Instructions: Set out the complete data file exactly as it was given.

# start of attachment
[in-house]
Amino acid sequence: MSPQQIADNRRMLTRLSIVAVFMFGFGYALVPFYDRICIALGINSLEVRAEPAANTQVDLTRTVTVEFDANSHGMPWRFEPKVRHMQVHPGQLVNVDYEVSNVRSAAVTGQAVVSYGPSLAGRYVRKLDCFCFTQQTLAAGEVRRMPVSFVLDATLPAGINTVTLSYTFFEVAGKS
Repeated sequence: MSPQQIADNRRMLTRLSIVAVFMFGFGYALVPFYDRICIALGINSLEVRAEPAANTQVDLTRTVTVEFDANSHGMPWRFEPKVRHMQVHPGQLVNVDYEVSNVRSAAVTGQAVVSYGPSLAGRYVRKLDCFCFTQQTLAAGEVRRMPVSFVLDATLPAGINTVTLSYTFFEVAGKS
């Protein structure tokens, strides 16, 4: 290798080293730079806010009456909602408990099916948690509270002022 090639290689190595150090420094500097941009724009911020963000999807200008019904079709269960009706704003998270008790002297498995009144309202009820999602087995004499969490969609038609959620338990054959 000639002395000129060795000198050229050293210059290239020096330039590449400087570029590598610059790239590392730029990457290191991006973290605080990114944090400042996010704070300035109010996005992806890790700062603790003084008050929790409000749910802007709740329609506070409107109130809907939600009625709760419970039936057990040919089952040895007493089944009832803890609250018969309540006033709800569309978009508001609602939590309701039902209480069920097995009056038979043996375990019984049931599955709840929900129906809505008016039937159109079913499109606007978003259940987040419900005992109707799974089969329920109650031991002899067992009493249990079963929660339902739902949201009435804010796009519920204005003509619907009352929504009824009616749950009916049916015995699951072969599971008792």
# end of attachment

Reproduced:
[in-house]
Amino acid sequence: MSPQQIADNRRMLTRLSIVAVFMFGFGYALVPFYDRICIALGINSLEVRAEPAANTQVDLTRTVTVEFDANSHGMPWRFEPKVRHMQVHPGQLVNVDYEVSNVRSAAVTGQAVVSYGPSLAGRYVRKLDCFCFTQQTLAAGEVRRMPVSFVLDATLPAGINTVTLSYTFFEVAGKS
Repeated sequence: MSPQQIADNRRMLTRLSIVAVFMFGFGYALVPFYDRICIALGINSLEVRAEPAANTQVDLTRTVTVEFDANSHGMPWRFEPKVRHMQVHPGQLVNVDYEVSNVRSAAVTGQAVVSYGPSLAGRYVRKLDCFCFTQQTLAAGEVRRMPVSFVLDATLPAGINTVTLSYTFFEVAGKS
């Protein structure tokens, strides 16, 4: 290798080293730079806010009456909602408990099916948690509270002022 090639290689190595150090420094500097941009724009911020963000999807200008019904079709269960009706704003998270008790002297498995009144309202009820999602087995004499969490969609038609959620338990054959 000639002395000129060795000198050229050293210059290239020096330039590449400087570029590598610059790239590392730029990457290191991006973290605080990114944090400042996010704070300035109010996005992806890790700062603790003084008050929790409000749910802007709740329609506070409107109130809907939600009625709760419970039936057990040919089952040895007493089944009832803890609250018969309540006033709800569309978009508001609602939590309701039902209480069920097995009056038979043996375990019984049931599955709840929900129906809505008016039937159109079913499109606007978003259940987040419900005992109707799974089969329920109650031991002899067992009493249990079963929660339902739902949201009435804010796009519920204005003509619907009352929504009824009616749950009916049916015995699951072969599971008792």